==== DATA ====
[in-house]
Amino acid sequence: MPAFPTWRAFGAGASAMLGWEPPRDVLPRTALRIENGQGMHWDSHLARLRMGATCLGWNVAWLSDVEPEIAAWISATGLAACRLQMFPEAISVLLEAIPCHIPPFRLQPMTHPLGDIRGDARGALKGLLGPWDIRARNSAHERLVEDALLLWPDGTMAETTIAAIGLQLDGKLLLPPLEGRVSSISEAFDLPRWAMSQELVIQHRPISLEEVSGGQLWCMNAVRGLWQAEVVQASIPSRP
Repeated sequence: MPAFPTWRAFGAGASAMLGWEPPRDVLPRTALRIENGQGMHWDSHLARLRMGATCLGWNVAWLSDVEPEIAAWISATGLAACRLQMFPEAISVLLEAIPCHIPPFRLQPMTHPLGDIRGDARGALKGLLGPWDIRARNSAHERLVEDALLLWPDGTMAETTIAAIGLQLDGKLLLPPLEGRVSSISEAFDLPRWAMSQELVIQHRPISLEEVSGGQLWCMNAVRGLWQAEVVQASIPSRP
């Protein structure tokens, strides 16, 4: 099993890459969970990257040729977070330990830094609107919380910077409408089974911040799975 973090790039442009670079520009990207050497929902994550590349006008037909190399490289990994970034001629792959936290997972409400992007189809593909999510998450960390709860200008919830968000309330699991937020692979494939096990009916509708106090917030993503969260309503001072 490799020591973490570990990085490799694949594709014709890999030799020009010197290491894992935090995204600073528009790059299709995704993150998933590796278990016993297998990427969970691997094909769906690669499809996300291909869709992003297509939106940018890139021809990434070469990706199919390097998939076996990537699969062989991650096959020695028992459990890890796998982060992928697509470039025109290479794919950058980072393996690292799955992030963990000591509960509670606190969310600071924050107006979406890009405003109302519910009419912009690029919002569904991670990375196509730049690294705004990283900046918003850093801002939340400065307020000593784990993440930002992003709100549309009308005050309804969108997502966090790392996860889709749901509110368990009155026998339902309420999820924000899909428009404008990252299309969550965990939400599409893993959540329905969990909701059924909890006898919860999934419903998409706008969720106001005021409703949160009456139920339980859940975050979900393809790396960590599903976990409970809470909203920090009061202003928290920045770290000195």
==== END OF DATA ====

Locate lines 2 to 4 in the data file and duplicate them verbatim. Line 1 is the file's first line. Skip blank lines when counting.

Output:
Amino acid sequence: MPAFPTWRAFGAGASAMLGWEPPRDVLPRTALRIENGQGMHWDSHLARLRMGATCLGWNVAWLSDVEPEIAAWISATGLAACRLQMFPEAISVLLEAIPCHIPPFRLQPMTHPLGDIRGDARGALKGLLGPWDIRARNSAHERLVEDALLLWPDGTMAETTIAAIGLQLDGKLLLPPLEGRVSSISEAFDLPRWAMSQELVIQHRPISLEEVSGGQLWCMNAVRGLWQAEVVQASIPSRP
Repeated sequence: MPAFPTWRAFGAGASAMLGWEPPRDVLPRTALRIENGQGMHWDSHLARLRMGATCLGWNVAWLSDVEPEIAAWISATGLAACRLQMFPEAISVLLEAIPCHIPPFRLQPMTHPLGDIRGDARGALKGLLGPWDIRARNSAHERLVEDALLLWPDGTMAETTIAAIGLQLDGKLLLPPLEGRVSSISEAFDLPRWAMSQELVIQHRPISLEEVSGGQLWCMNAVRGLWQAEVVQASIPSRP
């Protein structure tokens, strides 16, 4: 099993890459969970990257040729977070330990830094609107919380910077409408089974911040799975 973090790039442009670079520009990207050497929902994550590349006008037909190399490289990994970034001629792959936290997972409400992007189809593909999510998450960390709860200008919830968000309330699991937020692979494939096990009916509708106090917030993503969260309503001072 490799020591973490570990990085490799694949594709014709890999030799020009010197290491894992935090995204600073528009790059299709995704993150998933590796278990016993297998990427969970691997094909769906690669499809996300291909869709992003297509939106940018890139021809990434070469990706199919390097998939076996990537699969062989991650096959020695028992459990890890796998982060992928697509470039025109290479794919950058980072393996690292799955992030963990000591509960509670606190969310600071924050107006979406890009405003109302519910009419912009690029919002569904991670990375196509730049690294705004990283900046918003850093801002939340400065307020000593784990993440930002992003709100549309009308005050309804969108997502966090790392996860889709749901509110368990009155026998339902309420999820924000899909428009404008990252299309969550965990939400599409893993959540329905969990909701059924909890006898919860999934419903998409706008969720106001005021409703949160009456139920339980859940975050979900393809790396960590599903976990409970809470909203920090009061202003928290920045770290000195």